4. Broad spectrum and effective science communication across multiple audiences. By formalizing and embracing Cannabis research through structured colloquium and CU supported communication efforts, CU can pave the way in differentiating Cannabis science from the Cannabis anecdotal hearsay. Clearly communicating the strengths and limitations of the current evidence-base will provide an important public service. Funding to convene academic conferences and workshops, creating infrastructure to support interdisciplinary research, and publicizing research findings will make CU Boulder a leader in science communication for Cannabis.
  5. Building collaborations between industry and academia. Colorado is home to a thriving medical Cannabis industry with multiple start-up incubators, active investors, popular Meetup groups, and professional associations. The medical cannabis industry is actively hiring across a variety of career paths including business strategy and marketing, data analytics and software development, and research and development in biology, chemistry, and agri-tech. Much as Stanford and UC Berkeley have cemented a thriving innovation culture in Silicon Valley and Harvard and MIT did with Route 128, CU Boulder could be poised to anchor a rapidly growing multi-billion dollar industry by building stronger relationships through technology transfer, internships, and industry R&D collaborations.

What are we waiting for? It is time to move beyond our fears and prejudices and conduct the critical research that our country needs. In September of this year, the New York Times reported that “drug overdoses killed roughly 64,000 people in the United States last year”, with the number of deaths attributed to Fentanyl increasing by 540% in just three years. Drug overdoses, particularly those related to the use of synthetic opioids such as fentanyl, are expected to remain the leading cause of death for Americans under 50. Less harmful alternatives to alleviate this suffering and its toll on families are desperately needed now. Furthermore, strong scientific research on the medical and societal impacts of Cannabis can, and should, inform the design of equitable social policies. In a joint report released in 2016, the American Civil Liberties Union and Human Rights Watch note that Cannabis possession is increasingly a civil liberties issue, with black adults being more than four times as likely to be arrested for Cannabis possession than white adults, even though usage rates are comparable.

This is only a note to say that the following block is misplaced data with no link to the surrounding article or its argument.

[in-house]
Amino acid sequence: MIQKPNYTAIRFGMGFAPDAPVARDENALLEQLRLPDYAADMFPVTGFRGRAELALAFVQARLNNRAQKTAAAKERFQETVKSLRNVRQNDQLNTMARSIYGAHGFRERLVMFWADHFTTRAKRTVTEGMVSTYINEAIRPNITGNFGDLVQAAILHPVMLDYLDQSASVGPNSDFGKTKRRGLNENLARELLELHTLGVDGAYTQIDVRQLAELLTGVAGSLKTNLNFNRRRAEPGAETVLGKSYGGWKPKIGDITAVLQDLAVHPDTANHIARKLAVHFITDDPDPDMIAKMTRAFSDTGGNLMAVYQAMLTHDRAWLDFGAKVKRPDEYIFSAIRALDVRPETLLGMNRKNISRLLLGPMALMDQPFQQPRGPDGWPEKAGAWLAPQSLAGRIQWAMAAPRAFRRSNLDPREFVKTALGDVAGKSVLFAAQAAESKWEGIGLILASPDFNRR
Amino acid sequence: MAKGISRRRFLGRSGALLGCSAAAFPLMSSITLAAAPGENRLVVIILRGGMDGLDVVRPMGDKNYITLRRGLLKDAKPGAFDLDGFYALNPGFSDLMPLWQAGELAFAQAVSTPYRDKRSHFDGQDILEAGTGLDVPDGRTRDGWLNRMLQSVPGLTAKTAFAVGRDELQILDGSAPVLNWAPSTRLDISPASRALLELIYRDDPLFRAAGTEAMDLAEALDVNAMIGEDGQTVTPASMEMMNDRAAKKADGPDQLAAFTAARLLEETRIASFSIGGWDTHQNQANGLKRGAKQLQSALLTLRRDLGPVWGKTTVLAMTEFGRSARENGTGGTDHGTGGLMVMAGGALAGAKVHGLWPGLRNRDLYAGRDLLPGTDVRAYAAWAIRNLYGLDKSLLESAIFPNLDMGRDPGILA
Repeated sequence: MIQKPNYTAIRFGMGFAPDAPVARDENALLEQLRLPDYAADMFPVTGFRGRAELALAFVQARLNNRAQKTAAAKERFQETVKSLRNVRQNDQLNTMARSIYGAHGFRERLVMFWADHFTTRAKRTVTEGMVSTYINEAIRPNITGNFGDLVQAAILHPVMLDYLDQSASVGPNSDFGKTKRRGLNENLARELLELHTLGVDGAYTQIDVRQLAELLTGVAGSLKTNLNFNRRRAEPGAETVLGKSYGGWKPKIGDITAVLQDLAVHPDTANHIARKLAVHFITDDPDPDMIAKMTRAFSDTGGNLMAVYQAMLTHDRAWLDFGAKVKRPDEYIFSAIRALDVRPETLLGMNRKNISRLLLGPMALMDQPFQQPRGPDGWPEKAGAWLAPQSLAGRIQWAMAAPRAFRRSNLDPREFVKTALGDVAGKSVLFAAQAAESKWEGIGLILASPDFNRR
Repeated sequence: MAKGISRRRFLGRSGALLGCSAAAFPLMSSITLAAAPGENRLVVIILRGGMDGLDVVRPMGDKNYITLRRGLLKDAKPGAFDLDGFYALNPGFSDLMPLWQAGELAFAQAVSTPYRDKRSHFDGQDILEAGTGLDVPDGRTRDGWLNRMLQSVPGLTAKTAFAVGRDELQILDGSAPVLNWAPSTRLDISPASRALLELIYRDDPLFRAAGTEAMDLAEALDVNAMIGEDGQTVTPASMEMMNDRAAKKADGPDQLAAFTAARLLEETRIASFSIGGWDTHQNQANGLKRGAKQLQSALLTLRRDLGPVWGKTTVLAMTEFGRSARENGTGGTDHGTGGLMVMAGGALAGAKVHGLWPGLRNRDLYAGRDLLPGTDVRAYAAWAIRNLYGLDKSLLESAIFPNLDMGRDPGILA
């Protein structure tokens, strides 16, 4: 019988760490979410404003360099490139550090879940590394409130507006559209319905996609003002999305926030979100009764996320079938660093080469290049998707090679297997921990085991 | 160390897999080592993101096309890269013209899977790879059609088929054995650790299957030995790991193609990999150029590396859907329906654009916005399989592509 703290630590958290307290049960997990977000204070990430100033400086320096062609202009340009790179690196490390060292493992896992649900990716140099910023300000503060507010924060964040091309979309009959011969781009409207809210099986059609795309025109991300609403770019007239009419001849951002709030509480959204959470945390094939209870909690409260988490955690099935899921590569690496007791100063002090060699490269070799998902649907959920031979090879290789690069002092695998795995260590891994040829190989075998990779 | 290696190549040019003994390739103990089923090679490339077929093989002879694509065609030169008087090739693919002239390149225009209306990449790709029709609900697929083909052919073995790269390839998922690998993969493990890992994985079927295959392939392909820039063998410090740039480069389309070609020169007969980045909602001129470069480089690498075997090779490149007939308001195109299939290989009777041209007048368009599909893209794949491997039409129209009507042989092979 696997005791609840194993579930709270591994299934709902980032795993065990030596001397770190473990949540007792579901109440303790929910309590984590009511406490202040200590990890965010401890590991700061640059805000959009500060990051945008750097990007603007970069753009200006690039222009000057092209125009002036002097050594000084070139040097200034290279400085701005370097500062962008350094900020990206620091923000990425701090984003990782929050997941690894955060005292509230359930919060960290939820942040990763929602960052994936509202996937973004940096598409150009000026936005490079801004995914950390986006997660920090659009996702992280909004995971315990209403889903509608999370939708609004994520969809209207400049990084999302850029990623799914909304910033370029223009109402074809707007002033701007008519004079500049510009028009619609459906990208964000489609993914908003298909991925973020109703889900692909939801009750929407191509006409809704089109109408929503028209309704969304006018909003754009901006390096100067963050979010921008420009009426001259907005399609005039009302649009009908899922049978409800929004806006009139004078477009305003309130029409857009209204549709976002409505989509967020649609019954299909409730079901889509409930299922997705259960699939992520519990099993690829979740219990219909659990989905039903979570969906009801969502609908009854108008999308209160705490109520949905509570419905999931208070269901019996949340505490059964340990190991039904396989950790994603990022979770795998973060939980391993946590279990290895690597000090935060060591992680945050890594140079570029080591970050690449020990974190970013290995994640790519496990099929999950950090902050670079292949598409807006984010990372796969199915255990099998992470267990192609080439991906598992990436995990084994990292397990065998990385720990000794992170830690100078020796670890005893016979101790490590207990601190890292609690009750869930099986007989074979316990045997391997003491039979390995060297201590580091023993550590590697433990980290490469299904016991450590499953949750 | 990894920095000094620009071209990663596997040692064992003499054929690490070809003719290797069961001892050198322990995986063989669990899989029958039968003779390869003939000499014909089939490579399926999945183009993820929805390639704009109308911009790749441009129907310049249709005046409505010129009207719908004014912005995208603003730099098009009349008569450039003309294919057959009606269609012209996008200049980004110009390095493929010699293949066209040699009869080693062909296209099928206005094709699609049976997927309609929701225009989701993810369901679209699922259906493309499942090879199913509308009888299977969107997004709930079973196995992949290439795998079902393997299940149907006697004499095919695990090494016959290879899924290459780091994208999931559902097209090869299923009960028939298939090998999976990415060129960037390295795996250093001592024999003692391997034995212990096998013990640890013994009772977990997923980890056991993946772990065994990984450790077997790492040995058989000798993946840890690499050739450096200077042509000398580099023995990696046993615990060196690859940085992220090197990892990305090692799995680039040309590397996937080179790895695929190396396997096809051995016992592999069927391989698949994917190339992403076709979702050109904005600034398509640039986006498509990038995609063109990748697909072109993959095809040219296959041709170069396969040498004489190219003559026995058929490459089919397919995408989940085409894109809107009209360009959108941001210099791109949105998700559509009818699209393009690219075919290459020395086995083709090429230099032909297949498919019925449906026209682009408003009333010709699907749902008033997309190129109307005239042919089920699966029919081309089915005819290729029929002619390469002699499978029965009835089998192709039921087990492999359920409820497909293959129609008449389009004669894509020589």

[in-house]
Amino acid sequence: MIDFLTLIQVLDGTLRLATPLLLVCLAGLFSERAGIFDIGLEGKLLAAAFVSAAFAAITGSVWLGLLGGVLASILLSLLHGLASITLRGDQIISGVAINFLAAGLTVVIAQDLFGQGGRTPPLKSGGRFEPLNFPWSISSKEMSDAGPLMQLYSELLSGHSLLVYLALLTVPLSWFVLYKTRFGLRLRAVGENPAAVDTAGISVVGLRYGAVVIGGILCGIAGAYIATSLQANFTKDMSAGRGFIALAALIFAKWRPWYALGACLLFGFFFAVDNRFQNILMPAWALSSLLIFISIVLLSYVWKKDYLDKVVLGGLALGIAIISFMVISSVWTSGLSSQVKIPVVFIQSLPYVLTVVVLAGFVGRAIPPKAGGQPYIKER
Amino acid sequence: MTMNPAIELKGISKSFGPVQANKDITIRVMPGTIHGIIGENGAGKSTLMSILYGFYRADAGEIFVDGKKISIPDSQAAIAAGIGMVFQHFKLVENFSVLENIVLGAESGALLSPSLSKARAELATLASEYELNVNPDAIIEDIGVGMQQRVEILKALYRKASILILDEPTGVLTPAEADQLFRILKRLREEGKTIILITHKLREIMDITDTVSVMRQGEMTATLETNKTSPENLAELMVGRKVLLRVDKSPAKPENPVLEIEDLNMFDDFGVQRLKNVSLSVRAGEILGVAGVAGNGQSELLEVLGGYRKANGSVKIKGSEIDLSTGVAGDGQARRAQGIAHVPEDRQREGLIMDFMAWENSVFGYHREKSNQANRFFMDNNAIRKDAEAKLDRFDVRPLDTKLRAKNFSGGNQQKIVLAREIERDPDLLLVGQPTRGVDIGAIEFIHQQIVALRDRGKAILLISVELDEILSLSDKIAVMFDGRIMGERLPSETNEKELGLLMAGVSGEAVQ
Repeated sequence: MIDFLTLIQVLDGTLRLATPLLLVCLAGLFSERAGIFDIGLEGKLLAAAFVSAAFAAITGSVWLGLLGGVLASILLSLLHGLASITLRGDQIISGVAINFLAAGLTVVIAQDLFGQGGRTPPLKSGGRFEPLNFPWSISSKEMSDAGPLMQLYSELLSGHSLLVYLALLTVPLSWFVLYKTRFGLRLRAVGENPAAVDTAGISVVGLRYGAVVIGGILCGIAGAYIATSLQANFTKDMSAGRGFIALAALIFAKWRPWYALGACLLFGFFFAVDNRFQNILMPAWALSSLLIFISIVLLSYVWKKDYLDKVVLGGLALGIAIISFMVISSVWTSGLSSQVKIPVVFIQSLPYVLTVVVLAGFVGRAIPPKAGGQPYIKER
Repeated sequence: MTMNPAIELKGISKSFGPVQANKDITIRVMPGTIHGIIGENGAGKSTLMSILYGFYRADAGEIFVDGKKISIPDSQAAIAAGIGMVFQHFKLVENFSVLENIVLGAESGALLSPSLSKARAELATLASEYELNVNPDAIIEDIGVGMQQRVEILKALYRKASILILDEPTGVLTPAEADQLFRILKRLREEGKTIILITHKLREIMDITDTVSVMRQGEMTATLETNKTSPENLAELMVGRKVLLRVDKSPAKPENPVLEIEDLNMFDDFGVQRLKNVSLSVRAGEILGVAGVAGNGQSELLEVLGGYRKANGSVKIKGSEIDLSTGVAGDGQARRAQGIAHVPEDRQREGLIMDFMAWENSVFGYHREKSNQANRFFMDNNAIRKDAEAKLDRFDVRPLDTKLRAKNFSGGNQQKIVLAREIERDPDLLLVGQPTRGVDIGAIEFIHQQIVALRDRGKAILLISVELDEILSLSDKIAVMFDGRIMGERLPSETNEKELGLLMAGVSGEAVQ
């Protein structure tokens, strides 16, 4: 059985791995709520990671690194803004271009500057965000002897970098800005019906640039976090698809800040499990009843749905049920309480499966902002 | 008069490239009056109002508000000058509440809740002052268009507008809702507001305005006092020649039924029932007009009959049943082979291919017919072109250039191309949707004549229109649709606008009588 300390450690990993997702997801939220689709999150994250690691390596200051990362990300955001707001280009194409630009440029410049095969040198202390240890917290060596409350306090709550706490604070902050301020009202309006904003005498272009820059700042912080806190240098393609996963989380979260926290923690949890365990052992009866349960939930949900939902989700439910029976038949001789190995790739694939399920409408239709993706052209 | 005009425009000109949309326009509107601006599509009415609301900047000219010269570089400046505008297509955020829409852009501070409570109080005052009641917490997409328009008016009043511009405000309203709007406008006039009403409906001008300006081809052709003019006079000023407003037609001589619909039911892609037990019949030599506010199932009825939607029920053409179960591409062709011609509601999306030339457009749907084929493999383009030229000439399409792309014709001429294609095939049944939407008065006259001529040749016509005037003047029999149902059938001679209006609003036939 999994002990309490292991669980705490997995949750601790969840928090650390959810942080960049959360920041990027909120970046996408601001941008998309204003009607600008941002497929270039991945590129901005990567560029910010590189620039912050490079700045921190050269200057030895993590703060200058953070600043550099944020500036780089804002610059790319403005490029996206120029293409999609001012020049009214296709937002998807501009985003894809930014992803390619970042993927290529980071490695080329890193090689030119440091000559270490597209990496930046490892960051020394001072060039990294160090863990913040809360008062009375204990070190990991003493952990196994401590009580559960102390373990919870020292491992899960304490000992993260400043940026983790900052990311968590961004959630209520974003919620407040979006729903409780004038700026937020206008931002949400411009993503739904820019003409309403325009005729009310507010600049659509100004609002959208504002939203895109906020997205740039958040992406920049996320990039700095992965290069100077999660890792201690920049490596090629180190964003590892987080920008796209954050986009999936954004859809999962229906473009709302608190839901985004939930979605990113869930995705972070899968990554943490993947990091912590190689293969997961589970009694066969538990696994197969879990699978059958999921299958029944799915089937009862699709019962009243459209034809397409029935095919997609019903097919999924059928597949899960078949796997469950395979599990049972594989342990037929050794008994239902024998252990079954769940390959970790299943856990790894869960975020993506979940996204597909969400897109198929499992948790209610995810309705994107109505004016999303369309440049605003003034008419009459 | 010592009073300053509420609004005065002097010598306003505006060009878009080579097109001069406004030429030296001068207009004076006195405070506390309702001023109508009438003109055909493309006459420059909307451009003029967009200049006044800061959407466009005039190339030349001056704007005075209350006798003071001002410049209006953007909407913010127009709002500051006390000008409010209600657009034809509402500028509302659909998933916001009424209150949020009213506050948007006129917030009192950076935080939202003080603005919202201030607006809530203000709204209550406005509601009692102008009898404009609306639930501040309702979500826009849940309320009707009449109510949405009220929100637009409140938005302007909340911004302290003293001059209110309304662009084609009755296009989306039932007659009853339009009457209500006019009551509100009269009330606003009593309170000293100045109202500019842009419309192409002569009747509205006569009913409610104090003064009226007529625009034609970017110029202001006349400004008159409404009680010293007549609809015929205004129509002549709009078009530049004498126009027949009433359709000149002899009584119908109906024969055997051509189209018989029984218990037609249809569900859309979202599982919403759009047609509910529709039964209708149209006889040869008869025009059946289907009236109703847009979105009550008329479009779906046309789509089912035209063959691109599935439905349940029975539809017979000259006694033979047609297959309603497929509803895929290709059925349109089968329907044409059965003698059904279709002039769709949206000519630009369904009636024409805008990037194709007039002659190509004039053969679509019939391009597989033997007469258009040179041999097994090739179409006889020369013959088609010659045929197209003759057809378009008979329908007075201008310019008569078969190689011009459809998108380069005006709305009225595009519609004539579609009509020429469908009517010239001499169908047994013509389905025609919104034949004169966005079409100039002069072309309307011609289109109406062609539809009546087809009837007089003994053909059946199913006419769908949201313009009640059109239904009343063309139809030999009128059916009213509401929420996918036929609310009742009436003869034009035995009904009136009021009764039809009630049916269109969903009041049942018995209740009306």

The University of Colorado Boulder has a unique opportunity to become the leading Cannabis research institution in the United States and to address this enormous public need by reconsidering current barriers to Cannabis research on campus. However, despite being the first state to legalize, our window of competitive advantage is rapidly closing, as other states adopt similar legislation. Future health and policy decisions concerning Cannabis need to be based on rigorous scientific data. With these barriers reduced or removed, CU researchers across departments could start providing data today that would directly inform the public and policy makers regarding potential medical uses as well as approaches to reducing the potential risks associated with Cannabis use, and, by doing so, provide innumerable benefits to the University, the state of Colorado, and the nation’s public.